NEW YORK, NEW YORK - DECEMBER 17: Traders work on the floor of the New York Stock Exchange (NYSE) on December 17, 2018 in New York City. Stocks fell again in morning trading as investors remain jittery over trade with China, interest rates and the threat of a global slowdown. (Photo by Spencer Platt/Getty Images)
A surfer exits a wave while surfing at Black's Beach Tuesday, Dec. 18, 2018, in San Diego. Large surf continued to pound the California coast Tuesday, as officials warned of dangerous currents along the beaches and hazardous conditions at sea. (AP Photo/Gregory Bull)
President Donald Trump walks with an umbrella from Section 60 of Arlington National Cemetery in Arlington, Va., Saturday, Dec. 15, 2018, after visiting during Wreaths Across America Day. Wreaths Across America was started in 1992 at Arlington National Cemetery by Maine businessman Morrill Worcester and has expanded to hundreds of veterans' cemeteries and other locations in all 50 states and beyond. (AP Photo/Carolyn Kaster)
Houses on fire are seen at Educandos neighbourhood, a branch of the Rio Negro, a tributary to the Amazon river, in the city of Manaus, Brazil December 17, 2018. Picture taken December 17, 2018. REUTERS/Bruno Kelly TPX IMAGES OF THE DAY
SYDNEY, AUSTRALIA - DECEMBER 21: A Gentoo penguin gets into the festive spirit of Christmas by interacting with Christmas baubles at Sea Life Sydney Aquarium on December 21, 2018 in Sydney, Australia. Part of their enrichment, keepers placed a dozen baubles onto the ice for the creatures to play with during the day. (Photo by James D. Morgan/Getty Images)
Former first lady Michelle Obama, left, is interviewed by Sarah Jessica Parker during an appearance for her book, "Becoming: An Intimate Conversation with Michelle Obama" at Barclays Center on Wednesday, Dec. 19, 2018, in New York. (AP Photo/Frank Franklin II)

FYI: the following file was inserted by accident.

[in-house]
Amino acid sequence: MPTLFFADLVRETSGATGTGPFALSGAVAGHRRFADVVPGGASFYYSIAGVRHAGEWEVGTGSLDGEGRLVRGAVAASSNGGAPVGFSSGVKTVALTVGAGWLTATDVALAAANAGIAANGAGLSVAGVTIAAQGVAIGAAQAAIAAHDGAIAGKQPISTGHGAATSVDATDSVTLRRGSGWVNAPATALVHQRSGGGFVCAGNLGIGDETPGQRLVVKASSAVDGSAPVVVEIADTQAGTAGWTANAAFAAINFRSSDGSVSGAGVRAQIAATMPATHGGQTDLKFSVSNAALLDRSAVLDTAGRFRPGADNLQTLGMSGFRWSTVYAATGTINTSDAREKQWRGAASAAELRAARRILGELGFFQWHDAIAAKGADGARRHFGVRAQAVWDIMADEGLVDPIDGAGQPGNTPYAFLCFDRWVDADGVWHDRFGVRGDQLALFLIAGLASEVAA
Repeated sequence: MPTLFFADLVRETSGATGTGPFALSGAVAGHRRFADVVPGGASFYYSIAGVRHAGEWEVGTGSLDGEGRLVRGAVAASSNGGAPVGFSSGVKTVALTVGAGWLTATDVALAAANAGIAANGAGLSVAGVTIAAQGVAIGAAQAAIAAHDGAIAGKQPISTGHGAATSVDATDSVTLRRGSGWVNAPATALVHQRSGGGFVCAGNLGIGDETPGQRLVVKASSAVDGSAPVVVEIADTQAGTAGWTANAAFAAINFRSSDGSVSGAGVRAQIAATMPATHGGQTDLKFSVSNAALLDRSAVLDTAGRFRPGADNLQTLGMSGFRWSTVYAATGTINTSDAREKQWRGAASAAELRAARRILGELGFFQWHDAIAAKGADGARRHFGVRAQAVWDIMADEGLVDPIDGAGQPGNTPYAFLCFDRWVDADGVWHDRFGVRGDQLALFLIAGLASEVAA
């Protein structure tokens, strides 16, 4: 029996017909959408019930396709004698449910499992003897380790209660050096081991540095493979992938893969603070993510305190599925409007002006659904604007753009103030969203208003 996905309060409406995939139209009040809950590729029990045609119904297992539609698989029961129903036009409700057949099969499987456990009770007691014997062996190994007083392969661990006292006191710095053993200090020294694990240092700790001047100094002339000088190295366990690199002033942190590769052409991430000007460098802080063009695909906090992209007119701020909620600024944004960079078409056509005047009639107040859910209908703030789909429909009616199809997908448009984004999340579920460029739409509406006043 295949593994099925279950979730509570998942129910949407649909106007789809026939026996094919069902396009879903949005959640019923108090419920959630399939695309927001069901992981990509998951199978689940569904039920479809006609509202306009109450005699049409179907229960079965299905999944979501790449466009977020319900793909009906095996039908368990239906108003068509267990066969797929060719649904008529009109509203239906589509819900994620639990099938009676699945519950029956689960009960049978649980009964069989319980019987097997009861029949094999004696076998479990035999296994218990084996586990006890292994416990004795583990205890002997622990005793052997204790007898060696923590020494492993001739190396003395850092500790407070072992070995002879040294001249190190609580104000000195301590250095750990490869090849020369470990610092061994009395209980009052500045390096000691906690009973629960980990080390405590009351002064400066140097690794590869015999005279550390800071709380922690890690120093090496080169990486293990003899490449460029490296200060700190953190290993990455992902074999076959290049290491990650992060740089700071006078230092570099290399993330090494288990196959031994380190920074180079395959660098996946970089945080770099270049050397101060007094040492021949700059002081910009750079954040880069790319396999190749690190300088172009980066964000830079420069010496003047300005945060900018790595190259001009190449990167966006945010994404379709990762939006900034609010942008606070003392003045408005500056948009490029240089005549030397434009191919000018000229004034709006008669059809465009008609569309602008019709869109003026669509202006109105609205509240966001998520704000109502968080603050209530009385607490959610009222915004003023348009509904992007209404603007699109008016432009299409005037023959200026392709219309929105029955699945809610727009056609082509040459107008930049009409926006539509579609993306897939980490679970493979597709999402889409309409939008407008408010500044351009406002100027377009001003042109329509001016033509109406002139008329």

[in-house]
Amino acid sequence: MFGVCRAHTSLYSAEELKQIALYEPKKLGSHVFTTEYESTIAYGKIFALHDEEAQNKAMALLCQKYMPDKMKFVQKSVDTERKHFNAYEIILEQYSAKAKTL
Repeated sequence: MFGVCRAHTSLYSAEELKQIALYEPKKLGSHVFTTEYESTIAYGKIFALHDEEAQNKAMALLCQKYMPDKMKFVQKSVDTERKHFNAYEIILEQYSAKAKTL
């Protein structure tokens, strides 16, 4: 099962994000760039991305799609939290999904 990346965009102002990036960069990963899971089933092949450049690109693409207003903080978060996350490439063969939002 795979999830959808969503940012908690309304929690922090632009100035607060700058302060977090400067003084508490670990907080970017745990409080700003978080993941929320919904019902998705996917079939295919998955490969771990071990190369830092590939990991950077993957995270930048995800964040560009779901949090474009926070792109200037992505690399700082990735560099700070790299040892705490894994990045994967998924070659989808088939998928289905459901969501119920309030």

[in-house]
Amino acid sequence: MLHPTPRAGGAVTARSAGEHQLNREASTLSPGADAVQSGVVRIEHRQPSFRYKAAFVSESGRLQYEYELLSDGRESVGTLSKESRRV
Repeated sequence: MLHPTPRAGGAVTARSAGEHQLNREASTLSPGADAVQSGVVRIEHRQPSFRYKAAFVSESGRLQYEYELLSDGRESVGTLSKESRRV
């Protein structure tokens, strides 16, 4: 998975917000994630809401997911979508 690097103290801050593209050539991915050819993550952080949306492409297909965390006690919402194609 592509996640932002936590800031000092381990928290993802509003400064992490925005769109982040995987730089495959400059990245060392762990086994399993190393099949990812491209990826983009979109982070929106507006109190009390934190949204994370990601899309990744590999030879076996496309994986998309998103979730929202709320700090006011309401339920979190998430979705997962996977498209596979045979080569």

OPA LOCKA, FLORIDA - DECEMBER 17: U.S. Postal service mail handler Nikeisha Mitchell sorts packages at the U.S. Postal service's Royal Palm Processing and Distribution Center on December 17, 2018 in Opa Locka, Florida. The U.S. Postal Service's busiest week of the year began Monday as the Christmas rush is on with the postal service expecting to deliver three billion pieces of mail this week, including greeting cards, before Christmas. (Photo by Joe Raedle/Getty Images)
Honduran asylum seekers are taken into custody by U.S. Border Patrol agents after the group crossed the U.S. border wall into San Diego, California, seen from Tijuana, Mexico, Saturday, Dec. 15, 2018. (AP Photo/Moises Castillo)
The Capitol is seen under early morning skies in Washington, Thursday, Dec. 20, 2018. The Senate approved legislation to temporarily fund the government late last night, a key step toward averting a federal shutdown after President Donald Trump backed off his demand for money for a border wall with Mexico. The House is expected to vote before Friday's deadline, when funding for a portion of the government expires. Without resolution, more than 800,000 federal workers would face furloughs or be forced to work without pay, disrupting government operations days before Christmas. (AP Photo/J. Scott Applewhite)
LHASA, CHINA - DECEMBER 18: Special police of Tibet Armed Police Corps take part in an anti-terrorism drill in snow on December 18, 2018 in Lhasa, Tibet Autonomous Region of China. (Photo by Yu Wenbin/VCG via Getty Images)
Elon Musk, co-founder and chief executive officer of Tesla Inc., speaks during an unveiling event for the Boring Company Hawthorne test tunnel in Hawthorne, south of Los Angeles, California on December 18, 2018. - Musk explained that the snail moves 14 times faster than a tunnel-digging machine.
On Tuesday night December 18, 2018, Boring Co. officially opened the Hawthorne tunnel, a preview of Elon Musk's larger vision to ease L.A. traffic. (Photo by Robyn Beck / POOL / AFP) (Photo credit should read ROBYN BECK/AFP/Getty Images)